Ticonderoga steamboat, Shelburne, Vermont. Image credit Wangkun Jia via Shutterstock

An enchanting settlement on the shores of Lake Champlain in Chittenden County, the heart of the town is situated exactly 7 miles south of the urban core of Burlington. Vacationers touring Shelburne delight in the incredible Green Mountain vistas, the luxuriant valleys, and the abutting painstakingly maintained farms. The panoramic Lake Champlain is excellent for water-based recreation such as fishing, swimming, boating, kayaking, canoeing, or simply unwinding at the immaculate lakeside beach. Furthermore, the Shelburne Museum, Shelburne Orchards, Shelburne County Store, Vermont Teddy Bear Company, Shelburne Vineyards, and Shelburne Farms are must-visit sites of interest. All year round, merrymakers can partake in various events like the Shelburne Day celebration, a summer concert series by Shelburne Farms, and the Shelburne Farmers Market.


Spectacular Stowe, Vermont, in the fall.
Spectacular Stowe, Vermont, in the fall.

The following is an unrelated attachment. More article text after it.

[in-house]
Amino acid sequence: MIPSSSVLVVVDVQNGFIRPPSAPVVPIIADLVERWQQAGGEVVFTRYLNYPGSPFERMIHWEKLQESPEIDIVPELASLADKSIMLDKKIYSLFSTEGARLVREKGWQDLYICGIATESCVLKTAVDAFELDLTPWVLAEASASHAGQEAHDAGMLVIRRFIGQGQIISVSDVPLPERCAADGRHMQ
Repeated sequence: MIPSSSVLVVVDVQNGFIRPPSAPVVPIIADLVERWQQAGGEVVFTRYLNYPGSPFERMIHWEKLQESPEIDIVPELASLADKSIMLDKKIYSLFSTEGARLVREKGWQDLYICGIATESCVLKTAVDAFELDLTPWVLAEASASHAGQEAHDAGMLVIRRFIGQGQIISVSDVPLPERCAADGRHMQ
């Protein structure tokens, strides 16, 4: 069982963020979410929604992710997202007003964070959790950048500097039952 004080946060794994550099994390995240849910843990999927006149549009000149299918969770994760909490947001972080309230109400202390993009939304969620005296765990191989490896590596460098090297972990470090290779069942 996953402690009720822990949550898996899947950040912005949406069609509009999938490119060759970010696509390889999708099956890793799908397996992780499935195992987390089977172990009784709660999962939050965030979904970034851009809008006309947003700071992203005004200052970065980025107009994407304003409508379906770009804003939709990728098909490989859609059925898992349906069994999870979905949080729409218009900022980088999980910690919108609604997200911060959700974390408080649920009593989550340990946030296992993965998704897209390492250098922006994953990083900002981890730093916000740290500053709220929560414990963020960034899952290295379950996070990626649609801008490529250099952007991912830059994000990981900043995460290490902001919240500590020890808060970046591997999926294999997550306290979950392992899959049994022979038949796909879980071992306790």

Stowe, dubbed “The Ski Capital of the East,” occupies an extensive verdant valley in Lamoille County bounded by the Worcester Range to the east and Mount Mansfield - the state’s highest peak and other Green Mountain peaks to the west. Chartered in 1763 by Benning Wentworth - the Royal Governor of the Province of New Hampshire, Stowe is an outstanding four-season holiday getaway providing superb skiing and snowboarding facilities at Stowe Mountain Resort and world-class cross-country ski trails at Stowe Nordic. During fall, the vivid colors of the encircling tree-covered mountains make Stowe ideal for mind-blowing photo shoots aside from supplementary outdoor recreational activities such as hiking, mountain biking, and horse riding. Walk down the alluring Main Street and peruse the umpteen special shops and upscale eateries like Harrison’s Restaurant and The Bistro at Ten Acres. Additionally, tour the epochal white-steepled Stowe Community Church, the Stowe Visitor Center, the Gold Brook Covered Bridge, the Trapp Family Lodge, Stowe Recreation Path, Smugglers’ Notch State Park & Recreation Area, and Spruce Peak Performing Arts Center.